New figures from GlobalData show that the construction sector in the Middle East and North Africa (MENA) region is healthier than in most other regions and is continuing to improve.
The MENA region has received an overall score of 0.87 in GlobalData’s January 2022 Construction Project Momentum Index, which provides an assessment of the health of the construction project pipeline at all stages of development from announcement through to completion.
Every construction project in GlobalData’s database is assigned a score of between 5 and -5 based on its current progress, a score that is continually updated over time. These are then weighted by the value of each project in order to arrive at overall scores for countries, regions and sectors.
That score puts the MENA region in third place out of 11 regions, and is an increase on its score from December 2021 (0.62) when it ranked in seventh place.
One reason for the region’s relatively good performance in the index is its energy and utilities sector, which scores 1.21, putting it in first place out of 11 regions worldwide.
The MENA region’s institutional sector, by contrast, has performed somewhat worse, with a score of 0.48 (putting it in ninth place globally).
Within the MENA region, construction projects are proceeding with fewest obstacles in Qatar, which scores 2.15 in the index. The situation in Oman, however, is somewhat less positive, with a score of -0.02.
The improving health of the construction pipeline in the MENA region is partly due to the resolution of issues in the region’s energy and utilities sector, which has seen its score in GlobalData’s Construction Project Momentum Index move from 0.51 in December 2021 to 1.21 in January 2022.
The construction sector is also seeing fewer and fewer problems in Qatar, which has seen its score on the index go from 1.07 in December 2021 to 2.15 in January 2022.
The Construction Project Momentum Index
GlobalData’s Construction Project Momentum Index is based on analysis of thousands of individual construction projects around the world.
Each project is continually monitored for updates, with updates indicating progress increasing the project’s score, while updates indicating delays or cancellations reduce the score. The score always sits between 5, the best possible score, and -5, the worst.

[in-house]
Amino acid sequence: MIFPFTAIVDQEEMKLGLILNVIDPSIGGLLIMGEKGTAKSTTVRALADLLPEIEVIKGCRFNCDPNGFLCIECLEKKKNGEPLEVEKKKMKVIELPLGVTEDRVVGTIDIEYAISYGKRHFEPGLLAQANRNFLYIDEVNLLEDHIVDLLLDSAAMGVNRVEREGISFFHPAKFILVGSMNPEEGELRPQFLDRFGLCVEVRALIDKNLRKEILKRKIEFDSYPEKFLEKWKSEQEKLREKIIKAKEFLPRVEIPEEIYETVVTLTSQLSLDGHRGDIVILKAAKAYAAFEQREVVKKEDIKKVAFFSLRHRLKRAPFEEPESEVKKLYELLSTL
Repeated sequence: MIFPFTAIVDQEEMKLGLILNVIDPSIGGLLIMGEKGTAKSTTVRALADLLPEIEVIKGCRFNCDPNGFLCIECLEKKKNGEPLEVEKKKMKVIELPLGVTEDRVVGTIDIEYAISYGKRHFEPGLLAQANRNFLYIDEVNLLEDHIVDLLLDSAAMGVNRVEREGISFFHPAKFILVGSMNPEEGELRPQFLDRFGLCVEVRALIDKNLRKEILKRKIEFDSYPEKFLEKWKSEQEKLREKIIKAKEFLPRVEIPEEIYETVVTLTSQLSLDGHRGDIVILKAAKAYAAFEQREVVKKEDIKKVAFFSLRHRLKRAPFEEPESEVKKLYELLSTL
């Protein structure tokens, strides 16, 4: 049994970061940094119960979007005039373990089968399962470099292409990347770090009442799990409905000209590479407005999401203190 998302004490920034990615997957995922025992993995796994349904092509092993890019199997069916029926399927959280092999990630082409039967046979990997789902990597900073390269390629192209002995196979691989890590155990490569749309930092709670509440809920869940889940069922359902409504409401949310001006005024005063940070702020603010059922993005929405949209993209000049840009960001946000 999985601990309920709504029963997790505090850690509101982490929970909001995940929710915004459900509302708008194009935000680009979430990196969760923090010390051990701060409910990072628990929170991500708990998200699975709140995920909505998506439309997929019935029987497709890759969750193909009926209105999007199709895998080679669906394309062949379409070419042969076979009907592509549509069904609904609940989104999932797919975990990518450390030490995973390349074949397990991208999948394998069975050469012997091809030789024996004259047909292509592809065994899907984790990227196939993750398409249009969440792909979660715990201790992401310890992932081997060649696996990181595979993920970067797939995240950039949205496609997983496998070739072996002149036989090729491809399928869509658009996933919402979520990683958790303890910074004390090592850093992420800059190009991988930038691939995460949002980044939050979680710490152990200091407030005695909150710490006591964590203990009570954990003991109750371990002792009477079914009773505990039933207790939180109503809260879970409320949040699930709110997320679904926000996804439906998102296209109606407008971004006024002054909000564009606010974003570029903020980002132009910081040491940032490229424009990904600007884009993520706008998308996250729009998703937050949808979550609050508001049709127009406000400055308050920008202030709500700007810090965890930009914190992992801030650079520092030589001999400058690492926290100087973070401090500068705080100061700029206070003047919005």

The scores for individual projects are then weighted based on their significance in order to create combined indices for each region or sector.
Events that can reduce a project’s score include the project being cancelled or put on hold, delays, the rejection of applications or tender bids, or the reduction of the project’s scope.
Events that can increase a project’s score in the index, by contrast, include the completion or commencement of construction, the awarding of major contracts, or the approval of applications.
Ben van der Merwe is a data journalist at GlobalData Media, specialising in FDI. He joined from the Reach Data Unit, where he was a fellow of the Google News Initiative. His investigative journalism has previously appeared in the Observer, VICE, Private Eye and New Statesman.
The top featured image is for illustration and is credit to InvestorMonitor
WORLD FINANCE in this article by Angelica Krystle Donati, CEO, Donati Immobiliare Group. It is on an idea of the transition to sustainable construction.
The image above is of Modular wooden houses made out of renewable resources
Many aspects of life as we knew it changed irrevocably when the global pandemic hit, and even though the path to a circular and greener economy was well underway before then, the rebound from COVID-19 should be a catalyst for change in the construction sector
After many years of stagnation, the construction industry is finally expected to grow significantly in the next decade according to the Future of Construction, a report published by Marsh & Guy Carpenter. The report envisages a solid rebound from the COVID-19 outbreak this year, with worldwide construction production increasing by 6.6 percent. Construction spending contributed to 13 percent of global GDP in 2020 and this is expected to rise steadily over the next few years. By 2030, global construction output is expected to increase by 35 percent from today’s levels.
Thanks to governmental measures aimed both at reaching environmental targets and kick starting the economy, construction, which has always lagged behind other sectors from a growth perspective due to critically low margins and consequentially low R&D spending, is seeing a renaissance. Italy, for example, has a commitment to reduce CO2 emissions by 55 percent by 2030, and to zero by 2050 within the European ‘green new deal.’ The construction sector will be pivotal in achieving this goal, as the built environment must be upgraded to be more sustainable.